A dear elderly woman I knew once came to me several times, fretting that her family was making noises to the effect that she needed to move out of her home and into a care facility. Her son, and then her daughter, had made multiple visits to see her. At each visit, they had gently, but pointedly, suggested that she was too frail to live alone. They were worried that she could no longer afford to maintain her home, that she wasn't eating, that she wasn't taking her medications properly, and they feared for her safety. On face value, she was indignant that her children would make such "accusations." But she confessed to me that in her heart, she suspected they were right. Though she inwardly recognized that her situation was precarious, she felt that admitting it would somehow diminish her value in the eyes of her family.
She also began to realize that if she didn't make the decision to move, there might soon come a time that the decision would be made for her, either because of declining health or declining financial circumstances. She could see the writing on the wall and knew that at some point, she would be forced to move. Her resistance to moving into a care facility was partly an effort to save face before her children and partly natural human resistance to external control. No one likes to be forced to do anything.
Over and over, we talked about it. Slowly, she began to realize that ultimately, at that moment in time, she had the power to choose her circumstances. That though her children were concerned for her, her decision to move into an assisted living facility was her decision and that, regardless of the fact they had suggested it, making the move was not "giving in" to them. It was in fact, making an informed choice for her future. She was in control.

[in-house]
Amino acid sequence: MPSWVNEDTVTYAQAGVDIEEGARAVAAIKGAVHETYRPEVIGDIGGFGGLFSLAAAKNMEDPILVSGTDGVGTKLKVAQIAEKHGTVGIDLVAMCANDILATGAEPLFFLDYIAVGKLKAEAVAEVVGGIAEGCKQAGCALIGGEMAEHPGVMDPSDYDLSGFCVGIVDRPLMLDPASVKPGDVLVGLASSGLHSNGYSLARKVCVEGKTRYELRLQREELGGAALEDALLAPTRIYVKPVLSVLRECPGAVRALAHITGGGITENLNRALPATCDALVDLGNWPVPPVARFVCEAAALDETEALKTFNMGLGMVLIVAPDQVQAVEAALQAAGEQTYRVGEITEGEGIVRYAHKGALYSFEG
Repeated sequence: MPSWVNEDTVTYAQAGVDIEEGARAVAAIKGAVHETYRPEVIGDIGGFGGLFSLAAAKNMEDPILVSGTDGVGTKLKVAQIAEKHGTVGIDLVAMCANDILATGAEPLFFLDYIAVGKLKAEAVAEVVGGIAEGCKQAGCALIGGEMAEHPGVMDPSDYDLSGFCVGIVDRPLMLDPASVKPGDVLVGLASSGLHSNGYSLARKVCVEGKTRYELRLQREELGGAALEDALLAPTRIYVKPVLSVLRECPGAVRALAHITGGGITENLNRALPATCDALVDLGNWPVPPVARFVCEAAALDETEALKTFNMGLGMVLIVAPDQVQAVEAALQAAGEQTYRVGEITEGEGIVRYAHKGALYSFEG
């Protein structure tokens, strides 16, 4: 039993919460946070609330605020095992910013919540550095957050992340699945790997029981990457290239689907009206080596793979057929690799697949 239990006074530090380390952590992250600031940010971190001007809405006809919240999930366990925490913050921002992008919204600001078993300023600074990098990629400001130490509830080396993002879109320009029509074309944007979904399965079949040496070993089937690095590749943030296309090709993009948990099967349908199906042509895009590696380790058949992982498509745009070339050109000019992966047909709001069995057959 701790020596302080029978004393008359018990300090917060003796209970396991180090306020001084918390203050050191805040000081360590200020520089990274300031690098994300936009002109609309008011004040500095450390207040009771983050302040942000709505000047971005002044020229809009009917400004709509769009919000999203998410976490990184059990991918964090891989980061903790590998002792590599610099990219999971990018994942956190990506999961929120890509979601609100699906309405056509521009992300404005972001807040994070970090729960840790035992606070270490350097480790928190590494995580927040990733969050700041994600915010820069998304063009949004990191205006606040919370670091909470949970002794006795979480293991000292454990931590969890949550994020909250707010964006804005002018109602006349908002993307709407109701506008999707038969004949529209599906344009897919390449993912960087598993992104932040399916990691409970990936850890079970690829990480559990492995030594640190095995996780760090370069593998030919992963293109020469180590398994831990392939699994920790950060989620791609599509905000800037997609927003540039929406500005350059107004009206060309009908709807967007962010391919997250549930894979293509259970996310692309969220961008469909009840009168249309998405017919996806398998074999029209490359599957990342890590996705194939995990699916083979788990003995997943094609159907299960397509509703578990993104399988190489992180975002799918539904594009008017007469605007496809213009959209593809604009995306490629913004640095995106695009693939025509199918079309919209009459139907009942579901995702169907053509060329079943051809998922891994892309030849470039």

How often do we give our power away? How often do we see a set of circumstances coming at us like a train speeding toward us on a track, while we wait for the impact, paralyzed by fear. If only we could accept the reality of the impending train and respond on our terms, instead of passively accepting that we'll be left to pick up the pieces long after impact.
We can, in fact, do just that. We can recognize that sometimes, circumstances suggest we must take a different path. We can accept that we have a choice in how we respond. We can own the circumstances, re-frame the situation, and make it our choice. If we do so, we can be re-energized and empowered. Choosing to be proactive is choosing to reclaim our power.
My elderly friend chose it. Instead of feeling forced into new circumstances and reluctantly letting go, she chose to move and she chose where to move. Her decision to accept her new life sooner, rather than later, preserved her options. Once she owned the decision, she even admitted to being excited by the new adventure. She looked forward to meeting new friends, having new activities, and even to making her new space her own with her taste in decorating. She chose to view her choice as an adventure instead of a defeat.
Whether it's the end of a relationship, an impending foreclosure, a change in financial circumstances, or a job that seems to be slipping away from us, we have a choice. We can choose to be reactive or proactive. We can choose to spend our energy screaming, "It isn't FAIR!" or we can choose to invest our energy in our future with the promise of dividends paid in peace.